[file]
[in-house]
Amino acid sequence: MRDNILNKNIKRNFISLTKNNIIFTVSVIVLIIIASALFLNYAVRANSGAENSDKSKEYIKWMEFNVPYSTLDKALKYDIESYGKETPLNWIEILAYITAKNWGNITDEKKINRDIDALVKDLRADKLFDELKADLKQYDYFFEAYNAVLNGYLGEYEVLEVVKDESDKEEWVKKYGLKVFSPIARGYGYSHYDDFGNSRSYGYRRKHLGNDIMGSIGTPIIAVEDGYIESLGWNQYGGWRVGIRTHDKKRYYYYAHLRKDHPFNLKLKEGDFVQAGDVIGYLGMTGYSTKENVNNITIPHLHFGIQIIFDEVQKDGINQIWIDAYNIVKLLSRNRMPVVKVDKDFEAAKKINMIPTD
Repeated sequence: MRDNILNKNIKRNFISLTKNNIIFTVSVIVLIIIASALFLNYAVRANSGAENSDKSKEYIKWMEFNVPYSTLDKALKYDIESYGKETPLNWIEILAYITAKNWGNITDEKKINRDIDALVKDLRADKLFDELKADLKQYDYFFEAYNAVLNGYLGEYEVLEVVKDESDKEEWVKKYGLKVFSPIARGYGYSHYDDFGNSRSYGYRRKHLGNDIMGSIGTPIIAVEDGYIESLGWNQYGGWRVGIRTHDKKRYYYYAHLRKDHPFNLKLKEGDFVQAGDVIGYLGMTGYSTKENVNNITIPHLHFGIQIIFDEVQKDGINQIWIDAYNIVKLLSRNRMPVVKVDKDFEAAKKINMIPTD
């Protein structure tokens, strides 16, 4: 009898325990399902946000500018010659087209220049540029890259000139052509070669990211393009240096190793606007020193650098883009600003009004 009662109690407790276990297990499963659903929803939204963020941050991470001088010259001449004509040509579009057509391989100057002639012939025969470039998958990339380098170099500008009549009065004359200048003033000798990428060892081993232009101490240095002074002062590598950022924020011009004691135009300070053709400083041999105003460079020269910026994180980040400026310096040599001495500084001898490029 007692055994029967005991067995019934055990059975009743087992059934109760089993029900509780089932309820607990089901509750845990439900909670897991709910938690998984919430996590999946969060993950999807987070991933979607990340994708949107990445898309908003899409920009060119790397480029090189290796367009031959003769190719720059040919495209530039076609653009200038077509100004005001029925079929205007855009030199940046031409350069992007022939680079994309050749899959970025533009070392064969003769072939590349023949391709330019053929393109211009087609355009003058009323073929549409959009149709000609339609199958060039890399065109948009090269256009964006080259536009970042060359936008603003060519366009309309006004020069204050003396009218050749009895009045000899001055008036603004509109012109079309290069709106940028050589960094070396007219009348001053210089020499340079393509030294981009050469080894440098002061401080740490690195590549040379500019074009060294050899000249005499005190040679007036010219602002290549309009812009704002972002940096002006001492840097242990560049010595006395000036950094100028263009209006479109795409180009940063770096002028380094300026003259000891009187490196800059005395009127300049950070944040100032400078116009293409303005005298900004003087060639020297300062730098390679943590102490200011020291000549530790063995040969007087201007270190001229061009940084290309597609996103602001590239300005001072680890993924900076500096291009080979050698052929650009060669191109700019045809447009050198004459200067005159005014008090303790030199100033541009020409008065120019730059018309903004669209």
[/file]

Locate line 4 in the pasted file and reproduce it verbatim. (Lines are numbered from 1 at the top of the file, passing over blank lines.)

């Protein structure tokens, strides 16, 4: 009898325990399902946000500018010659087209220049540029890259000139052509070669990211393009240096190793606007020193650098883009600003009004 009662109690407790276990297990499963659903929803939204963020941050991470001088010259001449004509040509579009057509391989100057002639012939025969470039998958990339380098170099500008009549009065004359200048003033000798990428060892081993232009101490240095002074002062590598950022924020011009004691135009300070053709400083041999105003460079020269910026994180980040400026310096040599001495500084001898490029 007692055994029967005991067995019934055990059975009743087992059934109760089993029900509780089932309820607990089901509750845990439900909670897991709910938690998984919430996590999946969060993950999807987070991933979607990340994708949107990445898309908003899409920009060119790397480029090189290796367009031959003769190719720059040919495209530039076609653009200038077509100004005001029925079929205007855009030199940046031409350069992007022939680079994309050749899959970025533009070392064969003769072939590349023949391709330019053929393109211009087609355009003058009323073929549409959009149709000609339609199958060039890399065109948009090269256009964006080259536009970042060359936008603003060519366009309309006004020069204050003396009218050749009895009045000899001055008036603004509109012109079309290069709106940028050589960094070396007219009348001053210089020499340079393509030294981009050469080894440098002061401080740490690195590549040379500019074009060294050899000249005499005190040679007036010219602002290549309009812009704002972002940096002006001492840097242990560049010595006395000036950094100028263009209006479109795409180009940063770096002028380094300026003259000891009187490196800059005395009127300049950070944040100032400078116009293409303005005298900004003087060639020297300062730098390679943590102490200011020291000549530790063995040969007087201007270190001229061009940084290309597609996103602001590239300005001072680890993924900076500096291009080979050698052929650009060669191109700019045809447009050198004459200067005159005014008090303790030199100033541009020409008065120019730059018309903004669209």